Trump was an "absolute genius" for reporting the loss on his personal tax returns, Rudy Giuliani, the former New York mayor and former U.S. attorney for the Southern District of New York, said of the candidate who may have dodged the Internal Revenue Service for close to a generation. "This is a perfectly legal application of the tax code, and he would've been a fool not to take advantage of it," Giuliani said on ABC News' "This Week."
Proving that he, too, had gotten the morning memo, New Jersey Gov. Chris Christie -- another former federal prosecutor, said of the Times report on the Republican nominee's tax avoidance: "This is actually a very, very good story for Donald Trump."
"What it shows is what an absolute mess the federal tax code is and that's why Donald Trump is the best person to fix it,'' Christie said on Fox News.
There is no one who has shown more genius in their way to maneuver around the tax code... The early 1990s was a difficult time for lots of folks... Donald Trump wrote the book, The Art of the Comeback ... He fought and clawed back to build another fortune."
In the days between the first debate and its focus on questions of Trump's taxes and the report about how he'd avoided them, Trump spent considerable time confronting the other arrow Clinton hurled at him on the debate stage: His comments about the Miss Universe who'd gained too much weight. Clinton had gotten under Trump's thin skin with her talk of Alicia Machado, a.k.a. in Trump's parlance as "Miss Piggy."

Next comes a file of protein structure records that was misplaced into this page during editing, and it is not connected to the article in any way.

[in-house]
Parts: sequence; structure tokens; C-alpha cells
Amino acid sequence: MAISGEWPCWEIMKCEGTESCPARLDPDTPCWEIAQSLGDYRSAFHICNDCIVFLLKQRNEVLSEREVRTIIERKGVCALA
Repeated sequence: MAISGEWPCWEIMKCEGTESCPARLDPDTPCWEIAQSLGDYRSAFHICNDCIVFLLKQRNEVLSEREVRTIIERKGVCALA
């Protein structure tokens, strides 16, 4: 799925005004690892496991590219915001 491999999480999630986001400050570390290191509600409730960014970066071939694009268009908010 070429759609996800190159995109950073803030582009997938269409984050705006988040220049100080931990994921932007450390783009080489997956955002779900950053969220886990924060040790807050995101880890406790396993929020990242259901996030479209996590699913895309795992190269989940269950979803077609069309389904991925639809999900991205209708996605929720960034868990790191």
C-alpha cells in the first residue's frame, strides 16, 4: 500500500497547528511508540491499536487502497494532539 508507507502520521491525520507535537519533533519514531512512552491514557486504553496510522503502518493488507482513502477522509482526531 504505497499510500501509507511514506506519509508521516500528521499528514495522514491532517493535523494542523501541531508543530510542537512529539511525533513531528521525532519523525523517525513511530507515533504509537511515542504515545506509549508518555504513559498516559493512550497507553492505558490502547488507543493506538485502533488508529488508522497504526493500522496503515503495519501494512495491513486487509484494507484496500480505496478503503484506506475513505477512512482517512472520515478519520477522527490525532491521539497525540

"Did Crooked Hillary help disgusting (check out sex tape and past) Alicia M become a U.S. citizen so she could use her in the debate?" Trump tweeted in a pre-dawn Twitter tirade.
That sex tape had no more support in reality than what Trump had to say personally about Clinton on stage Saturday night at a campaign rally in Pennsylvania -- as news of his tax dodging was breaking in New York. "Hillary Clinton's only loyalty is to her financial contributors and to herself. I don't even think she's loyal to Bill, if you want to know the truth," Trump told his audience in Manheim, Pennsylvania. ""And really, folks, why should she be, why should she be?"
This, from a candidate whose first marriage dissolved during an affair with his second wife-to-be. "I don't talk about that," Trump told the Times in an interview before the tax story broke. "I wasn't president of the United States." (Giuliani, asked about his own experience, said: "Everbody does.")
Pure genius, the way Giuliani and Christie see the Trump tax line. The worst week of Trump's campaign for president, the way polling is portraying it.
"National polls conducted since Monday's presidential debate have shown Hillary Clinton ahead of Donald Trump by an average of about 4 percentage points - - a meaningful improvement from her position before the debate, when she led by just 1 or 2 points," FiveThirtyEight's Nate Silver writes. "Now, it's becoming clearer that battleground state polls are moving toward Clinton as well."
It's difficult to see how the revelation of Trump's taxes and the Trump campaign's justification of them will prove to be "a very, very good story."
Though maybe a better story than Alicia Machado's.